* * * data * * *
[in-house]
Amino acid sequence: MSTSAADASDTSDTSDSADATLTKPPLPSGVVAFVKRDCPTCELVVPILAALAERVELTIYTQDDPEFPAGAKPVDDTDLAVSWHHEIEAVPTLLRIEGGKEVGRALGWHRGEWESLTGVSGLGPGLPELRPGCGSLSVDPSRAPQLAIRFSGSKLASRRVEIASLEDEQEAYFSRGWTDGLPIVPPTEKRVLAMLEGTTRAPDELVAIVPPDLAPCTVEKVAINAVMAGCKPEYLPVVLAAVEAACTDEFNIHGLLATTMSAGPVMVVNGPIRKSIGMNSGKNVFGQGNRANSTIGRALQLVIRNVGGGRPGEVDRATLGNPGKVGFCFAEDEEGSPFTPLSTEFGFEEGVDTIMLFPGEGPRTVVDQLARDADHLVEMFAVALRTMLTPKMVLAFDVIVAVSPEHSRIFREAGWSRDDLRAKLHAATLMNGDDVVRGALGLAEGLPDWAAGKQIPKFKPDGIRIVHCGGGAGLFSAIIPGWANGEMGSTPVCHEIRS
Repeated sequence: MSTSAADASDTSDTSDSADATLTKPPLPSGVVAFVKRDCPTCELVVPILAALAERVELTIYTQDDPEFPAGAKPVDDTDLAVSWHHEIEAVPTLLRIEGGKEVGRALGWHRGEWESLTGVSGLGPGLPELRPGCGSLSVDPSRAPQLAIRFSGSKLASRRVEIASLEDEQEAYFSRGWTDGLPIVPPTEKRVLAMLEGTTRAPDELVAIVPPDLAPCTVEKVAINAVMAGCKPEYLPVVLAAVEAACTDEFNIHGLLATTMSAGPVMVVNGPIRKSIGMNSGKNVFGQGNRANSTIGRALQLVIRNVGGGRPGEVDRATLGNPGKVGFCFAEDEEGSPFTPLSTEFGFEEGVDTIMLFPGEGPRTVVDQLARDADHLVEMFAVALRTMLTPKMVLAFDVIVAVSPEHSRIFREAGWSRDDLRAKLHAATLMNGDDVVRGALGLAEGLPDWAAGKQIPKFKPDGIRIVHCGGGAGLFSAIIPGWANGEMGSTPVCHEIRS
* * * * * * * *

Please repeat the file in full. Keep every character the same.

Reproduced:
[in-house]
Amino acid sequence: MSTSAADASDTSDTSDSADATLTKPPLPSGVVAFVKRDCPTCELVVPILAALAERVELTIYTQDDPEFPAGAKPVDDTDLAVSWHHEIEAVPTLLRIEGGKEVGRALGWHRGEWESLTGVSGLGPGLPELRPGCGSLSVDPSRAPQLAIRFSGSKLASRRVEIASLEDEQEAYFSRGWTDGLPIVPPTEKRVLAMLEGTTRAPDELVAIVPPDLAPCTVEKVAINAVMAGCKPEYLPVVLAAVEAACTDEFNIHGLLATTMSAGPVMVVNGPIRKSIGMNSGKNVFGQGNRANSTIGRALQLVIRNVGGGRPGEVDRATLGNPGKVGFCFAEDEEGSPFTPLSTEFGFEEGVDTIMLFPGEGPRTVVDQLARDADHLVEMFAVALRTMLTPKMVLAFDVIVAVSPEHSRIFREAGWSRDDLRAKLHAATLMNGDDVVRGALGLAEGLPDWAAGKQIPKFKPDGIRIVHCGGGAGLFSAIIPGWANGEMGSTPVCHEIRS
Repeated sequence: MSTSAADASDTSDTSDSADATLTKPPLPSGVVAFVKRDCPTCELVVPILAALAERVELTIYTQDDPEFPAGAKPVDDTDLAVSWHHEIEAVPTLLRIEGGKEVGRALGWHRGEWESLTGVSGLGPGLPELRPGCGSLSVDPSRAPQLAIRFSGSKLASRRVEIASLEDEQEAYFSRGWTDGLPIVPPTEKRVLAMLEGTTRAPDELVAIVPPDLAPCTVEKVAINAVMAGCKPEYLPVVLAAVEAACTDEFNIHGLLATTMSAGPVMVVNGPIRKSIGMNSGKNVFGQGNRANSTIGRALQLVIRNVGGGRPGEVDRATLGNPGKVGFCFAEDEEGSPFTPLSTEFGFEEGVDTIMLFPGEGPRTVVDQLARDADHLVEMFAVALRTMLTPKMVLAFDVIVAVSPEHSRIFREAGWSRDDLRAKLHAATLMNGDDVVRGALGLAEGLPDWAAGKQIPKFKPDGIRIVHCGGGAGLFSAIIPGWANGEMGSTPVCHEIRS